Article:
- Category : 1899-births
- Type : GP
- Profile : 6/2 - Role Model / Hermit
- Definition : Split - Small (18,27,32,57)
- Incarnation Cross : LAX Spirit 1
Dutch historian, writer and poet.
Presser was born at the Waterloopplein 17, in the pre-war Jewish quarter of Amsterdam, in a family of rather poor secular Jews. His father Gerrit Presser (12 July 1874 11 AM Amsterdam - 4 August 1936, Amstelveen), was a diamond cutter. In 1903 he emigrated to Antwerp for economics reasons (unemployment). In 1907, they returned to Amsterdam. The Pressers were secular Jews, who hoped that the International socialisms
Presser was affected by the then rising anti-Semitism in Nazi Germany and critically wrote about it. When Germany invaded the Netherlands on 10 May 1940, he was shocked. After the Dutch surrender (14 May), he and his wife Deborah Appel seriously attempted suicide by cutting their wrists. They failed and were brought to hospital. Because of the Nazi anti-Jewish policies, he lost his job at the secular Vossius Gymnasium; but he managed to find work as a teacher at the Jewish Lyceum. But on February 22, 1941, the Germans started there fist raids on Jewish persons at the Waterloopplein of Amsterdam.
In early 1943, his wife Deborah Appel was arrested and deported to the Sobibor extermination camp, where she was gassed. The loss of his first wife marked Presser for life. Yet he managed to escape from the Nazis by going into hiding in several places, including in a small town named Lunteren. Lunteren lies south-west of the geographical centre of the Netherlands and was chosen by the the National Socialist Movement in the Netherlands ("NSB") leader Mussert to hold his annual Hagespraken (propagandistic open-air meetings) between 1936 and 1940. Nobody would expect hiding Jew here.
After the war's end, Presser got back his teaching job at the Vossius Gymnasium, and he was also a lecturer in political history, didactics, and the methodology of history at the Faculty of Arts of the University of Amsterdam.
In 1947, partly at his instigation, the politico-social faculty of law was established at the University of Amsterdam (UVA) , and he began to teach there. From 1948, he was also professor at the Faculty of Arts. His Marxist political leanings prevented him from receiving full promotions at the University until 1952. Over the years, he spoke out on political controversies, such as the Dutch 'Politionele acties' against Indonesian decolonisation, and the activities of U.S. Senator Joseph McCarthy against suspected Communists. He also contributed to the communist daily paper De Waarheid during the first post war years. Later he published in other leftist magazines, such as Vrij Nederland and De Groene Amsterdammer.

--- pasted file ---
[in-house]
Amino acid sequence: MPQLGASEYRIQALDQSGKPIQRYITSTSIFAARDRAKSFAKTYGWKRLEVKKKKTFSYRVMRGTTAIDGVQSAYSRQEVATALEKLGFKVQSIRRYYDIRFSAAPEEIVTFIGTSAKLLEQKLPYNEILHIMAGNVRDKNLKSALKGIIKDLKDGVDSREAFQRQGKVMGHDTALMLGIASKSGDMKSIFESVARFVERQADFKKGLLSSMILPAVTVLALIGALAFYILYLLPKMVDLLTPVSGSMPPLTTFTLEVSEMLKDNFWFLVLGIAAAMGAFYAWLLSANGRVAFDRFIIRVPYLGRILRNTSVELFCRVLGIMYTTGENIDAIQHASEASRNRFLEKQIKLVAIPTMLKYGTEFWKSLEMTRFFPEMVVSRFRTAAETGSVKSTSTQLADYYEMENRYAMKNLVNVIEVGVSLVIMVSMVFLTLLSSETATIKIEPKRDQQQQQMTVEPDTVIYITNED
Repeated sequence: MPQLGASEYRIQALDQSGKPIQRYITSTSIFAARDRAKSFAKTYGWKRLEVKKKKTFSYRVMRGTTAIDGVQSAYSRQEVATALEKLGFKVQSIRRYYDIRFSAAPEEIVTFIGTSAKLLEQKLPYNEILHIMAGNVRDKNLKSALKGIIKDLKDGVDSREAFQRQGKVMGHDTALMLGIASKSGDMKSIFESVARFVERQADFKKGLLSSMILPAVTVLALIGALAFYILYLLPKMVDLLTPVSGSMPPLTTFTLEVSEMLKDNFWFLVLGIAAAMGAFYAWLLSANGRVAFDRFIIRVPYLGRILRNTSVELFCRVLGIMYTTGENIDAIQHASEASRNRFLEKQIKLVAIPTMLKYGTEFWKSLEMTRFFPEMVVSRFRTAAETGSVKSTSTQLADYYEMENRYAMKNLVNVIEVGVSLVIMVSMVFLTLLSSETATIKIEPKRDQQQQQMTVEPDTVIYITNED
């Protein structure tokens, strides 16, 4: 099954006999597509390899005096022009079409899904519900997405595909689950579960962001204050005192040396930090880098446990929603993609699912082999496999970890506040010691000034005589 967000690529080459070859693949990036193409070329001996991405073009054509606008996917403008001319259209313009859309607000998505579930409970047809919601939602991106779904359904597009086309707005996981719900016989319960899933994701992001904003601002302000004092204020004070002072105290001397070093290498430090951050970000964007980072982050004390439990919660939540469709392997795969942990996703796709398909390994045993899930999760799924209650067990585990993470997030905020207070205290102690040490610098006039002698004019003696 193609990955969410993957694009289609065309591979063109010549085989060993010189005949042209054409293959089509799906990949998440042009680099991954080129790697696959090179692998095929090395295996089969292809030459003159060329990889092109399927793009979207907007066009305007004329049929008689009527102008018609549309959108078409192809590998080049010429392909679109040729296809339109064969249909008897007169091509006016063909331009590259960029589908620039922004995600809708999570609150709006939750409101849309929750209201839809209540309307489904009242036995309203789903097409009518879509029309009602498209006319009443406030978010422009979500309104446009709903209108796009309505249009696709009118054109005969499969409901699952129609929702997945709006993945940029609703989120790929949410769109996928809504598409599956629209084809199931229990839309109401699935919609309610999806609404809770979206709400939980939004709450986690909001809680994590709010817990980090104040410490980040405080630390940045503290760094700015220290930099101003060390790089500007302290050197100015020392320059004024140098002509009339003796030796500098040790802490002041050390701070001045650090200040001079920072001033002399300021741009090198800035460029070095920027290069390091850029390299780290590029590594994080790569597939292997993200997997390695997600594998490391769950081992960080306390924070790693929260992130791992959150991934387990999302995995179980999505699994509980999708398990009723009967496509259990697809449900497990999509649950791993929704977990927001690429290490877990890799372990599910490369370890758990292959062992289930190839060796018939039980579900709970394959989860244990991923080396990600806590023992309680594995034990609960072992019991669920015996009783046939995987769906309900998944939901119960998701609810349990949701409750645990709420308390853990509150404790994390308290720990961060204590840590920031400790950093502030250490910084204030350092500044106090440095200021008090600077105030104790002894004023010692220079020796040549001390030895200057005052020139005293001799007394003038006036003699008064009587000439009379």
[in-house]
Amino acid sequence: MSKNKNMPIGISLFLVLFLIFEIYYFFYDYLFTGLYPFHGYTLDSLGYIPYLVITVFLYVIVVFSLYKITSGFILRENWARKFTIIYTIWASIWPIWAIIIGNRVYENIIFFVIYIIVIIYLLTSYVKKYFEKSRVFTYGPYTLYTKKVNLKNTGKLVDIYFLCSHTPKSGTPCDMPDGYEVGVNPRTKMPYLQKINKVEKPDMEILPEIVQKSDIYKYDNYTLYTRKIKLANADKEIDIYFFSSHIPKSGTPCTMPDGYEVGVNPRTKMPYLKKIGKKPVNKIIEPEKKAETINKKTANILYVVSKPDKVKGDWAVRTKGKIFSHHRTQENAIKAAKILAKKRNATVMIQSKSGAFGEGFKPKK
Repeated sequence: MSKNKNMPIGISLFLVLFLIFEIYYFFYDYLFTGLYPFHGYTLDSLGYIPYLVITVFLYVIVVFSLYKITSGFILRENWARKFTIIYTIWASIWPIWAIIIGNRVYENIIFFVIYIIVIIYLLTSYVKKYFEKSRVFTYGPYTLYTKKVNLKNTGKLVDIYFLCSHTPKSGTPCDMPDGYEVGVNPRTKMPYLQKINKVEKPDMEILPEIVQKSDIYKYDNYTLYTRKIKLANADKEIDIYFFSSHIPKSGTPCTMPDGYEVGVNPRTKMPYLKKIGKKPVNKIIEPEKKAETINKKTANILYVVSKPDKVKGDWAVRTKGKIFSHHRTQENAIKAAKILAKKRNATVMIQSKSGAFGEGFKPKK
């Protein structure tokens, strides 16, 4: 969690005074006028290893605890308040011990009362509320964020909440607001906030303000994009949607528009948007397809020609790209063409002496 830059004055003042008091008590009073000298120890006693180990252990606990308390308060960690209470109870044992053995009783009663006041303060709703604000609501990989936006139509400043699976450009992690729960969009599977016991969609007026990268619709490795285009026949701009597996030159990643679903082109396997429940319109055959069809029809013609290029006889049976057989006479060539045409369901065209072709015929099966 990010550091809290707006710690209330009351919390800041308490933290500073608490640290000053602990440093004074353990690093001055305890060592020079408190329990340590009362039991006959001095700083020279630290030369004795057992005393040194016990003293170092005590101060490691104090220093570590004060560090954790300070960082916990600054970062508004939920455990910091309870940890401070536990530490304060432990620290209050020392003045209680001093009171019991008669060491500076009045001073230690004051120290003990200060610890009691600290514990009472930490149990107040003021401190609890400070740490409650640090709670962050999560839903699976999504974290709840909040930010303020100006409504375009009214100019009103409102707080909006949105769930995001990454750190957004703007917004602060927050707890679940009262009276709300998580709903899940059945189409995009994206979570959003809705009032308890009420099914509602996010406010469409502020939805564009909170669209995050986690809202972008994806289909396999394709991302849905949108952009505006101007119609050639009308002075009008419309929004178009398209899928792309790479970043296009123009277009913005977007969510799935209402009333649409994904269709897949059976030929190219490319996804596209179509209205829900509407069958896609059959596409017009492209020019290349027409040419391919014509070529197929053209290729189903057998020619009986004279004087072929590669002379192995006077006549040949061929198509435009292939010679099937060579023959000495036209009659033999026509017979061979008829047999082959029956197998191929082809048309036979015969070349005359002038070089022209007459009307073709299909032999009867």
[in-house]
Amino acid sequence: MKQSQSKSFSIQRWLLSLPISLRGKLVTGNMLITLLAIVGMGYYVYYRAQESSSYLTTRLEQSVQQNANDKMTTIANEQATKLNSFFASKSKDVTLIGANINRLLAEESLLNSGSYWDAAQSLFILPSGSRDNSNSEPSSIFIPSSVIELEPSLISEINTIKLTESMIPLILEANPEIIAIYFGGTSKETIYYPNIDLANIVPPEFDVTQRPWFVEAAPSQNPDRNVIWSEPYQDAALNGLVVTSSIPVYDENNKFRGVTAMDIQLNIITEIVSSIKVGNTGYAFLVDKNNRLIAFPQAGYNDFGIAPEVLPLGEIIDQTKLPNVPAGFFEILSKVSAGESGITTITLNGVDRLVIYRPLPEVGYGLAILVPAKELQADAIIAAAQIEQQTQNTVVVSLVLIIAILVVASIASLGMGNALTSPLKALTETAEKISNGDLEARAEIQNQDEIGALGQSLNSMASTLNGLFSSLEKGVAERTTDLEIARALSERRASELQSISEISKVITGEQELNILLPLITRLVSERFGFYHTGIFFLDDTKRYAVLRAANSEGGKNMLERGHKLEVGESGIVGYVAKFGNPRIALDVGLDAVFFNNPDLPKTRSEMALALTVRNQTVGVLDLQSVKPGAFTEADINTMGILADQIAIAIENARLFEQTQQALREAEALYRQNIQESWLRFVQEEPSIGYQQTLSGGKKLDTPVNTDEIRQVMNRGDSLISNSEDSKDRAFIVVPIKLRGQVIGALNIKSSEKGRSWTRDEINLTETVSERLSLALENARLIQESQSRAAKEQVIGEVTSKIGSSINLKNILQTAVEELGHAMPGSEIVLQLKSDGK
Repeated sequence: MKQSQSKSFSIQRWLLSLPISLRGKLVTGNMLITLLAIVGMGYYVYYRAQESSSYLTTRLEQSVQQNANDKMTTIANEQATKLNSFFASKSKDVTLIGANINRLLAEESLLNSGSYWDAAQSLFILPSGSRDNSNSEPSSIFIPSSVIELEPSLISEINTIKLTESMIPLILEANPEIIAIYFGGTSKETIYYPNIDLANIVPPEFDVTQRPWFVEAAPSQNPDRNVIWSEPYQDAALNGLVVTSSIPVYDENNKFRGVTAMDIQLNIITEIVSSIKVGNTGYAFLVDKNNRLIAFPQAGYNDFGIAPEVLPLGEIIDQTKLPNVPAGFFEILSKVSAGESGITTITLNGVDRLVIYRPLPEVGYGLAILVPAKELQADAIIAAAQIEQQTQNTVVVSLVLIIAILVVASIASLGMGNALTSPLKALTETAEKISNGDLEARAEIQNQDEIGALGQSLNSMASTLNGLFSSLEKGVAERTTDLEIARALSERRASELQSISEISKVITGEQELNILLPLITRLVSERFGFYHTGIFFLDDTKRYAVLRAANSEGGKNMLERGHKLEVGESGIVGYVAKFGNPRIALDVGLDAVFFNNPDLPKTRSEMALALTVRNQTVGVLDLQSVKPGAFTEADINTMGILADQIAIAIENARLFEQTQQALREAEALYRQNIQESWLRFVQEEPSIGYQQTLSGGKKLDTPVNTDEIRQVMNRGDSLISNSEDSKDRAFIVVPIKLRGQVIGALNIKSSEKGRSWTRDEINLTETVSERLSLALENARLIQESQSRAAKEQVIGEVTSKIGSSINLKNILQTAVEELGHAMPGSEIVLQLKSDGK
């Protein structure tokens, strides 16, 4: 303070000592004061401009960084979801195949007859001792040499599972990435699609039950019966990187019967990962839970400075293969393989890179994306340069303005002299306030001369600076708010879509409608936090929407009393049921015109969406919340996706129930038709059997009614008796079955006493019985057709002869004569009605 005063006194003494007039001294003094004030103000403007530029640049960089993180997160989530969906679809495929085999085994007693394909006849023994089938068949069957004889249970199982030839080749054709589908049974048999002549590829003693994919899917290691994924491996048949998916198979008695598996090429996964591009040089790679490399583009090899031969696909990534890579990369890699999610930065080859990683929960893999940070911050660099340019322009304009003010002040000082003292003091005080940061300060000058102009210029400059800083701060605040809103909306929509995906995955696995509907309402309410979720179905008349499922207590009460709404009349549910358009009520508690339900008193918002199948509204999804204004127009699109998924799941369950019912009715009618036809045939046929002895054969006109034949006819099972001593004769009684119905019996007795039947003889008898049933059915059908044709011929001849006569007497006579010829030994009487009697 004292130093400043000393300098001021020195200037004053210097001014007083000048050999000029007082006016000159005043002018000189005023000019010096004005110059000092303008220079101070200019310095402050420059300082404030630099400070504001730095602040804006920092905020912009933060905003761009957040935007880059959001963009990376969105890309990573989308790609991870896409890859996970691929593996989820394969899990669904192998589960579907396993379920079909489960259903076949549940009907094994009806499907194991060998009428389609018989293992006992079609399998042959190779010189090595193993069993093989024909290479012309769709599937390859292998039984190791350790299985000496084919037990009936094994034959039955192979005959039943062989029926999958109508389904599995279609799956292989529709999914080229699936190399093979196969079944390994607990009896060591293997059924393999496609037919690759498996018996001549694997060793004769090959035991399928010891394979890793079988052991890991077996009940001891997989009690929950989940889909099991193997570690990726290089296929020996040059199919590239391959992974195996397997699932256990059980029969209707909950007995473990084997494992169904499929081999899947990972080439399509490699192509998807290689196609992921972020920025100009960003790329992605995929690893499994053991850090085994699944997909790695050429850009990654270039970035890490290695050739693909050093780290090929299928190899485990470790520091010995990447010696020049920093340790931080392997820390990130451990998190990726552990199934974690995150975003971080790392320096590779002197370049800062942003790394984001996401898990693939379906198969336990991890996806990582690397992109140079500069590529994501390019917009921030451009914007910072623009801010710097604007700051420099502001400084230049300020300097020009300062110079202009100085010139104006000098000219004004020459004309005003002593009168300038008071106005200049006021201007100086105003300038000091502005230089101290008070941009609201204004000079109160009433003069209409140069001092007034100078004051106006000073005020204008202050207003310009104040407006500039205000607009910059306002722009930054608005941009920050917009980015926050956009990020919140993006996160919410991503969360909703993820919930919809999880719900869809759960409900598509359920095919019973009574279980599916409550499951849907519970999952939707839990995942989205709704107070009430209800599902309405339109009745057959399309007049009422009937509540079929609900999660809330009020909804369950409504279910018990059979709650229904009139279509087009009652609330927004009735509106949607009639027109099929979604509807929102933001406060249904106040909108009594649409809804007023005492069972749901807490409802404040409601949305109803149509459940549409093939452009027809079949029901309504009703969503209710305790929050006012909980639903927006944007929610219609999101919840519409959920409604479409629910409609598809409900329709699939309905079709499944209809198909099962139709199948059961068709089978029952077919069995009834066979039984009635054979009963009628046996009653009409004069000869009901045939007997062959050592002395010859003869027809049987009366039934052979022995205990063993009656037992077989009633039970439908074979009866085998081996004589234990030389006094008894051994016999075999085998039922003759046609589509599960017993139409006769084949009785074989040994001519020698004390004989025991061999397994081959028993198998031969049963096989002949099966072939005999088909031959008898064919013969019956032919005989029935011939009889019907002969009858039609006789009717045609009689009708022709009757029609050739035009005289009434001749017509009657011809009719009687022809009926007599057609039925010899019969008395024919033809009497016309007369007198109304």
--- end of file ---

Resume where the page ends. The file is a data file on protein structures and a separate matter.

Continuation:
January 22, 1954, Presser married Bertha (Bep) Hartog (31 December 1903, Amsterdam - 8 November 1976), the widow of Jan Jacobus Johannes Bijlsma (1891- 2 November 1943, Amsterdam). They had no children,
February 1956 he finished his short novel De nacht der Girondijnen (1957). End march 1957, 150,000 pieces were spread as Boekenweekgeschenk, the yearly free book given by booksellers to their customers in Dutch week of the book.
In 1959, he succeeded Jan Romein in his Dutch history chair at the Faculty of Arts at the University of Amsterdam. In 1966 he became member of the Royal Netherlands Academy of Arts and Sciences.Presser retired from his job on 31 May 1969. He died suddenly on 30 April 1970 after surgery. The writer and film maker Philo Bregstein (1 June 1932, Amsterdam) had planned to interview him on Dutch television the next week in remembrance of May 1940. That same year Presser was remembered on Dutch television in the VARA documentary "Dingen die niet voorbijgaan". The title is a variation on the famous psychological novel of Louis Couperus, "Van oude menschen, de dingen, die voorbij gaan...."(Old people and the things that pass.) Under the name "The past that lives" the Documentary won prizes.